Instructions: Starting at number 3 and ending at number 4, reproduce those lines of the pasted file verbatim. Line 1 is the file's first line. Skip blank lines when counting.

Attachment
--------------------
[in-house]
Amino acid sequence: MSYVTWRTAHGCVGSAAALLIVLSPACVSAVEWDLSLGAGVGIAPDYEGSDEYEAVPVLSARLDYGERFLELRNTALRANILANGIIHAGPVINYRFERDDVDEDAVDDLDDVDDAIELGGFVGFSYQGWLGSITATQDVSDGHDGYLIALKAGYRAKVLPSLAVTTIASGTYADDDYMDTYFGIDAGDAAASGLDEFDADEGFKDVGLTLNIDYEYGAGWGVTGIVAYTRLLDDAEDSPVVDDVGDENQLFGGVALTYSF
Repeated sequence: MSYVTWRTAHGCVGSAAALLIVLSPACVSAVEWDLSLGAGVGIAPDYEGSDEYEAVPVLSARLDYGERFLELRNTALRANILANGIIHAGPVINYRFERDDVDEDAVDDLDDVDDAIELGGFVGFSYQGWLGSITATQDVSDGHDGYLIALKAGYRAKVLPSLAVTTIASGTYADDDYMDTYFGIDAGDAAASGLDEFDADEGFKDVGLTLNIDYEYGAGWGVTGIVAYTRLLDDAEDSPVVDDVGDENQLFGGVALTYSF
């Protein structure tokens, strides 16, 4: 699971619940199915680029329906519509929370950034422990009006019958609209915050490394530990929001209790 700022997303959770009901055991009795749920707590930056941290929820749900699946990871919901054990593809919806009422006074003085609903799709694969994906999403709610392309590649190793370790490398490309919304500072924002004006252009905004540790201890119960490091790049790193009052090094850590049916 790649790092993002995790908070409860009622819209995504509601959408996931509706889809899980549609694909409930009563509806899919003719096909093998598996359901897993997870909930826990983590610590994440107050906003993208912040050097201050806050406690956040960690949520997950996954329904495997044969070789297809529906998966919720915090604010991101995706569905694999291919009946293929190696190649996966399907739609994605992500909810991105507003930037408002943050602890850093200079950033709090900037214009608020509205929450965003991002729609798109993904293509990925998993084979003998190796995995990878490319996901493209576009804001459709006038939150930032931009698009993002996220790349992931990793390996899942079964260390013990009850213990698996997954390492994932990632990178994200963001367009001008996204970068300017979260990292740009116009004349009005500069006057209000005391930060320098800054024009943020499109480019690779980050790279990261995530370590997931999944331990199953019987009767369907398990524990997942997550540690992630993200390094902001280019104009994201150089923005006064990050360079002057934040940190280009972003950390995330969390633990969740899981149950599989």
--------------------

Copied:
Repeated sequence: MSYVTWRTAHGCVGSAAALLIVLSPACVSAVEWDLSLGAGVGIAPDYEGSDEYEAVPVLSARLDYGERFLELRNTALRANILANGIIHAGPVINYRFERDDVDEDAVDDLDDVDDAIELGGFVGFSYQGWLGSITATQDVSDGHDGYLIALKAGYRAKVLPSLAVTTIASGTYADDDYMDTYFGIDAGDAAASGLDEFDADEGFKDVGLTLNIDYEYGAGWGVTGIVAYTRLLDDAEDSPVVDDVGDENQLFGGVALTYSF
């Protein structure tokens, strides 16, 4: 699971619940199915680029329906519509929370950034422990009006019958609209915050490394530990929001209790 700022997303959770009901055991009795749920707590930056941290929820749900699946990871919901054990593809919806009422006074003085609903799709694969994906999403709610392309590649190793370790490398490309919304500072924002004006252009905004540790201890119960490091790049790193009052090094850590049916 790649790092993002995790908070409860009622819209995504509601959408996931509706889809899980549609694909409930009563509806899919003719096909093998598996359901897993997870909930826990983590610590994440107050906003993208912040050097201050806050406690956040960690949520997950996954329904495997044969070789297809529906998966919720915090604010991101995706569905694999291919009946293929190696190649996966399907739609994605992500909810991105507003930037408002943050602890850093200079950033709090900037214009608020509205929450965003991002729609798109993904293509990925998993084979003998190796995995990878490319996901493209576009804001459709006038939150930032931009698009993002996220790349992931990793390996899942079964260390013990009850213990698996997954390492994932990632990178994200963001367009001008996204970068300017979260990292740009116009004349009005500069006057209000005391930060320098800054024009943020499109480019690779980050790279990261995530370590997931999944331990199953019987009767369907398990524990997942997550540690992630993200390094902001280019104009994201150089923005006064990050360079002057934040940190280009972003950390995330969390633990969740899981149950599989």